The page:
Unforgiven, Morgan FreemanThe IMDB 250 lists 1994’s The Shawshank Redemption as the greatest motion picture of all time.  I don’t know that I’d put it at the very top….but I wouldn’t have it far from it.  Coming out the same year the Forrest Gump-fever took the nation, Shawshank was unfortunately overlooked for most awards (though Freeman did get another Oscar nomination).  In the 20 years since, though, Shawshank has grown in prestige and popularity until it’s hard to find anyone who doesn’t list this tale of friendship and hope in the most brutal of places among their favorite films.  This is my favorite Freeman performance.  When I think of his body of work, the first character of his that comes to mind is Red, either throwing the ball in the yard or walking down the beach at the film’s end.
Morgan Freeman, The Shawshank RedemptionIn the following few years, Freeman would co-star with Brad Pitt in the chilling film that made David Fincher’s name: S7ven, the very underrated pandemic film Outbreak with Dustin Hoffman and co-star in Steven Spielberg’s flawed but still-powerful Amistad.
Amistad, Morgan FreemanThen from 1998 – 2005, Morgan Freeman hit a bit of a slump, appearing in a string of average movies.  He tried to launch a franchise off of James Patterson’s Alex Cross books that had mixed results.  He put in a great performance in a REALLY messed up movie: Nurse Betty, that probably should have earned him another Oscar nod.  Then he just did some he probably wishes he could take back (Sum of All Fears, Bruce Almighty, Dreamcatcher, etc.)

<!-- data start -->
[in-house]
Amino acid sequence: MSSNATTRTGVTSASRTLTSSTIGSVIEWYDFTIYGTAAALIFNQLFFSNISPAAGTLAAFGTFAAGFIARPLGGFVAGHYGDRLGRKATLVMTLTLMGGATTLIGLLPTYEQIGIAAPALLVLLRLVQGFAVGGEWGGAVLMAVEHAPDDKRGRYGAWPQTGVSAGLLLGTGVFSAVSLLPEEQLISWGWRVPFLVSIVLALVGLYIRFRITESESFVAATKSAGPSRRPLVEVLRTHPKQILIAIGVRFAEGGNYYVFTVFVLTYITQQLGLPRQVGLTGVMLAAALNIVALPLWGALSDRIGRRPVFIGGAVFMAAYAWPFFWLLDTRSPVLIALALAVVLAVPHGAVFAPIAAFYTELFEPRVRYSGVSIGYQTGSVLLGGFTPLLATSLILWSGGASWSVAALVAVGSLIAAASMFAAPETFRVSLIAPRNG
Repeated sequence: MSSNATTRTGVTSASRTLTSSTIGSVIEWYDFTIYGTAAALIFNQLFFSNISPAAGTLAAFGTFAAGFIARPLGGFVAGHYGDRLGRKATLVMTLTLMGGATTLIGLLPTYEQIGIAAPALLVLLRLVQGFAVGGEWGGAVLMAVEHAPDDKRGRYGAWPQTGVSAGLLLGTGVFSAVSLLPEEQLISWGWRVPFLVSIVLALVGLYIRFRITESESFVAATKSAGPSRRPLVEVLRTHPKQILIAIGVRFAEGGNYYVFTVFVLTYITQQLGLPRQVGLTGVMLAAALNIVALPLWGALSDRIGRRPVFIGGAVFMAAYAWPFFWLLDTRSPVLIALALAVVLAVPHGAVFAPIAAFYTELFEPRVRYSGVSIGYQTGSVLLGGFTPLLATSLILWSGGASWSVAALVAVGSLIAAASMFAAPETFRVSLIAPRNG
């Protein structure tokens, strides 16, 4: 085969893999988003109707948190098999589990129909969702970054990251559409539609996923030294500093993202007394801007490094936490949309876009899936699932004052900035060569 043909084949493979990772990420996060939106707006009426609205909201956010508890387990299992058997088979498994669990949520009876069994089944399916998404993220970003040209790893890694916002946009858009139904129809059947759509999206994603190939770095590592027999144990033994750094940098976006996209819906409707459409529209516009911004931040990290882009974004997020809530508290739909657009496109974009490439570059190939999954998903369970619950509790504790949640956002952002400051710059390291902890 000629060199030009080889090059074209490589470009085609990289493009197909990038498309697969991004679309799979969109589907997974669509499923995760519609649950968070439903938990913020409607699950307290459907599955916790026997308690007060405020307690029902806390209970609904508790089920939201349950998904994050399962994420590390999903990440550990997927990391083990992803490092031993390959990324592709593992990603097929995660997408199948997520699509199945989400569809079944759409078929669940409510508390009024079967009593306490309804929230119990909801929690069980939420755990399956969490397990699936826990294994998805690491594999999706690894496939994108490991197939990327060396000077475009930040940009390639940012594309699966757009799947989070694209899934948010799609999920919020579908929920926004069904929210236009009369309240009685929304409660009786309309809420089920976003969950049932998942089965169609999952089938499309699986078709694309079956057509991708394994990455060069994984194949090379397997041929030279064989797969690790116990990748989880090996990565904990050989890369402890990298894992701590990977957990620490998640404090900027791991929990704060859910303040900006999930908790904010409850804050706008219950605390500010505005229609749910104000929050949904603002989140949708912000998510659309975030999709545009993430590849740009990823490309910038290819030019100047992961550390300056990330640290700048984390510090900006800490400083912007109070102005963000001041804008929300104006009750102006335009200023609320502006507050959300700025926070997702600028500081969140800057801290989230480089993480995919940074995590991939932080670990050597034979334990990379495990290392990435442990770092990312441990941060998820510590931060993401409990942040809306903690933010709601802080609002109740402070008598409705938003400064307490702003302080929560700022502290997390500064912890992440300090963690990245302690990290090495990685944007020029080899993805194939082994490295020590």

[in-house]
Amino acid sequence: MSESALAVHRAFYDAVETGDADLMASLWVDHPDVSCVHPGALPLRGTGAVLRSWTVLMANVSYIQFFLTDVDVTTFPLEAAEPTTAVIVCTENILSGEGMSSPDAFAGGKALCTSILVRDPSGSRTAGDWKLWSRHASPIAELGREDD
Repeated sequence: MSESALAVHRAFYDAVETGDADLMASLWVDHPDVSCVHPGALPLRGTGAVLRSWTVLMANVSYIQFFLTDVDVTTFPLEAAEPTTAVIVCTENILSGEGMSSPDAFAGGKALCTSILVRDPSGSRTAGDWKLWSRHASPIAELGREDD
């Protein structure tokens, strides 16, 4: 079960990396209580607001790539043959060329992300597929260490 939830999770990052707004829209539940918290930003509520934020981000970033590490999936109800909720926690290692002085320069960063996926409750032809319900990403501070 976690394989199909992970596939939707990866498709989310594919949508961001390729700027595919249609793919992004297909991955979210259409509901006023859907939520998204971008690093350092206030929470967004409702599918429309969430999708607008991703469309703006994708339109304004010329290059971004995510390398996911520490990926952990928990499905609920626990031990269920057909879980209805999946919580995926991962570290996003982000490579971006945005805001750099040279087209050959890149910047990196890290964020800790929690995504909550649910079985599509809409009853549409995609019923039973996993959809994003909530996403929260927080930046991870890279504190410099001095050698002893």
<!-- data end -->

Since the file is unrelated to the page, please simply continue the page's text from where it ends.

Million Dollar Baby, Morgan FreemanFreeman’s fifth Oscar nomination was the charm and remains the only win he’s ever had (criminally, he’s never won Best Actor) picking up a win for Best Supporting Actor in Clint Eastwood’s Million Dollar Baby.  I have major issues with this film.  I think I outlined most of them in Clint Eastwood’s profile and you can check them out there, but I do NOT have any problems with Morgan Freeman.  I don’t think I have EVER had a problem with a performance from Morgan Freeman – even in a bad movie.  He elevates everything he’s in by his mere presence in it.  That’s how you can tell the great ones from the merely good.  He makes everything and everyone around him better just by his presence.
Batman Begins, Morgan Freeman, Christian BaleA perfect example of Freeman raising an ensemble is his participation in Christopher Nolan’s peerless Dark Knight Trilogy.  They could have gotten a lot of actors to play Lucius Fox (Batman’s Q, more or less), but sticking Freeman in the part gave it what Freeman always gives everything: gravitas.  Nolan strived to make Dark Knight as realistic as possible and as grounded as possible and wisely casting Freeman in a minor, but memorable and pivotal role in all three films was a masterstroke.
The Dark Knight, Morgan Freeman

Morgan Freeman’s latest Oscar nomination was in 2008 for his portrayal of former South African President Nelson Mandela in Clint Eastwood’s Invictus.  So few (and I haven’t seen Idris Elba’s take yet so I can’t compare) could even step into the shoes of one of the most revered men in modern times and make you forget that an actor is playing him, but Freeman pulls off the feat effortlessly.  It’s one of my favorite performances he’s given.